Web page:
Stan & Ollie and the Irish
Stan & Ollie finds the legendary comedy duo at a low point in their professional lives. No longer the box-office success they once were, they attempt to reignite their careers by embarking on a extensive tour of Britain and Ireland. Directed by Jon S. Baird from a screenplay by Jeff Pope, with brilliant performances by Steve Coogan as Stan Laurel, and John C. Reilly as Oliver Hardy, the movie opens when the duo are at their peak in 1937, as they make their way onto the set at Hal Roach Studios.
Here’s where it all began for the duo. The Roach lot, called “The Lot of Fun” due to the hilarity being filmed, was the creation of Hal Roach, born in Elmira, New York. Roach was the grandson of Irish immigrants, who – prior to finding his way in Hollywood, where he started off in bit parts in silent films – had worked as a mule skinner and gold prospector, before buying a lot in Culver City and producing his own films.
Leo McCarey, born in Los Angeles, the son of a boxing promoter, had tried various careers, including a stint as an amateur boxer, and writing vaudeville sketches and songs, before he found his way to Roach’s studio, working his way up from writing scripts and movie gags to eventually directing. It would be McCarey and Roach who would be responsible for jumpstarting Stan Laurel’s directorial career and later putting him together with Hardy as a team, thus creating a comedy pair who still have loyal fans today.
The story goes that Hardy, who was known for his hearty appetite, burned himself while cooking a leg of lamb, so badly that he couldn’t finish a film he was working on with McCarey, who asked Laurel, who at the time was working as a gag writer at the studio, to step in.
Laurel proved himself to have a brilliant sense of timing, and rubbery face that could display a range of motion, on screen, important in the silent film era. He went on to play opposite Hardy in such films such as Duck Soup and Sugar Daddies. McCarey, realizing that the audiences loved it when the two were on screen together, paired them as a team in The Second Hundred Years. From then on they made hit after hit. Stan & Ollie opens with Laurel and Hardy enjoying the peak of their success, and then jumps 16 years ahead to 1953, when their stars are in decline, and they are trying reignite their careers. They land in Newcastle, and take to the road, playing at one second-class music hall after another, with poorly attended audiences, and an agent played by Rufus Jones, who is less than thrilled to be working with the two old hats, and whose focus is on a young up-and-comer. The tour is made more complicated in that the two are accompanied by their wives, played by Shirley Henderson and Nina Arianda. As the tour picks up, and they start to sell out, we see the pair try to rekindle their friendship even as old wounds open up again. In real life, the dispute between the two didn’t last as long as it does on the screen, but the conflict is used to build drama, and it’s an effective tool, as Coogan and Reilly really step it up to show us that fully fledged humans beings existed behind the Hollywood veneer.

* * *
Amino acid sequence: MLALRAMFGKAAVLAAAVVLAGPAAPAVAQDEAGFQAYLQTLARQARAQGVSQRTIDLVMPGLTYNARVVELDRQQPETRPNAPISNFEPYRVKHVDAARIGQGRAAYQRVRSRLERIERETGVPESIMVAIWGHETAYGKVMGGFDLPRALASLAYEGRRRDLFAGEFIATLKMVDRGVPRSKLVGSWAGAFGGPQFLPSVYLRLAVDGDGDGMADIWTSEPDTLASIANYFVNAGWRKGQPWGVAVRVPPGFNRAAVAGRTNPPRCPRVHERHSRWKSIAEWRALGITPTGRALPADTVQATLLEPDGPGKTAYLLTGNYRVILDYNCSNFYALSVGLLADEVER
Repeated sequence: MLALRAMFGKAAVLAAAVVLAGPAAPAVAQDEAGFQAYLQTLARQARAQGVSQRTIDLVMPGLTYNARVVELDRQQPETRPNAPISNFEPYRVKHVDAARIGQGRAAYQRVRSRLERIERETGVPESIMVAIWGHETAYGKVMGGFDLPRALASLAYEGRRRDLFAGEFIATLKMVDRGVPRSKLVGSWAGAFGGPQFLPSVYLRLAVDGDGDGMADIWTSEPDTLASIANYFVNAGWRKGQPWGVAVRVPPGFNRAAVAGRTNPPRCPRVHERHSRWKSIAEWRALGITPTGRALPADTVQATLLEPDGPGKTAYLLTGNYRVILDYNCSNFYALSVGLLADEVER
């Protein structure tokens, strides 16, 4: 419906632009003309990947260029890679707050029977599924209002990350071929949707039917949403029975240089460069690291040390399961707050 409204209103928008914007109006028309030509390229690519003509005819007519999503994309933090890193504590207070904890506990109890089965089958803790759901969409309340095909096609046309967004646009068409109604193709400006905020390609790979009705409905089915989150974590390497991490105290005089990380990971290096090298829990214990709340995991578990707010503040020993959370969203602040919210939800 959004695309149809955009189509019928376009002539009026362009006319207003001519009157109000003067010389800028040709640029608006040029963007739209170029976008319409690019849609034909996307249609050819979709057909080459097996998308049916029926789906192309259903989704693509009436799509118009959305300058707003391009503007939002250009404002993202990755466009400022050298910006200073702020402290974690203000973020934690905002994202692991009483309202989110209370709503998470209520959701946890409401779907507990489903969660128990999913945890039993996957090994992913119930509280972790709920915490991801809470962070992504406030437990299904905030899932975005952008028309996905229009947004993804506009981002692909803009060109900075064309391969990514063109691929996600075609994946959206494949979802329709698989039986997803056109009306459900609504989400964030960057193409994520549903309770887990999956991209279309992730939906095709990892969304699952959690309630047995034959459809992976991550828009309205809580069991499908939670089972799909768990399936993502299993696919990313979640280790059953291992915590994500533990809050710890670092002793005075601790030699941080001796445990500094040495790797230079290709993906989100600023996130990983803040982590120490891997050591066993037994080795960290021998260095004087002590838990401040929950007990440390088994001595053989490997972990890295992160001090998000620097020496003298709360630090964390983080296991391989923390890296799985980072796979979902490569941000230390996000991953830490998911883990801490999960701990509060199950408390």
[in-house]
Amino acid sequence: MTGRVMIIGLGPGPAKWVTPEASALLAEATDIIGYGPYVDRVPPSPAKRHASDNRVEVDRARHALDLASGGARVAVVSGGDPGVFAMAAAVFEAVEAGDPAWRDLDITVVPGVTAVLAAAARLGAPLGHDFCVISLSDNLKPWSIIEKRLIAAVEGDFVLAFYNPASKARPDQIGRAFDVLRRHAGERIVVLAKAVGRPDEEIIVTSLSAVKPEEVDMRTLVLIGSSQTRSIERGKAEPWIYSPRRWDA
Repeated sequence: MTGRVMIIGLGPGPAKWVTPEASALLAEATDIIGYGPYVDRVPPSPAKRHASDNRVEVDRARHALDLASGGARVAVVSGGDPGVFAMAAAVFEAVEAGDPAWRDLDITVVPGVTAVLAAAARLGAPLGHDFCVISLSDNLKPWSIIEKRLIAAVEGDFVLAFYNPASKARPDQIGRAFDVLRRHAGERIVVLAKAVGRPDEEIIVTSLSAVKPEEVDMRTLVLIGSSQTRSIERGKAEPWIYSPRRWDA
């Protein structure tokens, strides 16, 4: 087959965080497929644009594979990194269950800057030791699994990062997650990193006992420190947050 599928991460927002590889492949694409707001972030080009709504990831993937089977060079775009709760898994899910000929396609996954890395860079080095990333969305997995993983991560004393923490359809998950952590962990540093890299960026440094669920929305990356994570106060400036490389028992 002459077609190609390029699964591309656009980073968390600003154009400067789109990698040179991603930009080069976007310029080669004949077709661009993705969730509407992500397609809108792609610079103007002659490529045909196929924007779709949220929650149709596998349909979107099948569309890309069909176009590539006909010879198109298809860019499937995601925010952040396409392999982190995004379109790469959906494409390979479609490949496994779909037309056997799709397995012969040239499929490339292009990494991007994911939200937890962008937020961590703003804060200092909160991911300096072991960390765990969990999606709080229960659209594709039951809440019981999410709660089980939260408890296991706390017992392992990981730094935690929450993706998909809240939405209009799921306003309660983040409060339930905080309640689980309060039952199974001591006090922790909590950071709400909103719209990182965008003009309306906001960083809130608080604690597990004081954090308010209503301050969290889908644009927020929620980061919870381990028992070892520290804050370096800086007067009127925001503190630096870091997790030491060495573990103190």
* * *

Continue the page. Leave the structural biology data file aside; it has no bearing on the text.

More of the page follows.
Of course, it’s a moot point, but one can’t but help think that Coogan, whose mother is from Mayo, and Reilly, who the press report is applying for his Irish citizenship, would have had a blast with Hal Roach and Leo McCarey. And the scenes when the movie takes Laurel and Hardy to Ireland to play at a theater in Cork are worth the price of admission alone.
Die-hard Laurel and Hardy fans will be thrilled with Coogan’s and Reilly’s performances. The incredibly skilled actors display all of the individual, and team, hallmarks of the real Laurel and Hardy. From Laurel’s toothless long-faced grin and head-scratching, to Hardy’s stare down the camera and his tie-waving, Coogan and Reilly show us that they are masters of their craft. (As we go to press, it was announced that J.C. Reilly is up for a Golden Globe award for the part). Stan & Ollie is both a joyous ode to two comedic legends, and a reminder of the debt we owe to Hal Roach and Leo McCarey, for countless hours of laughter that the Laurel and Hardy films have brought to our lives over the years. ♦ Dave Lewis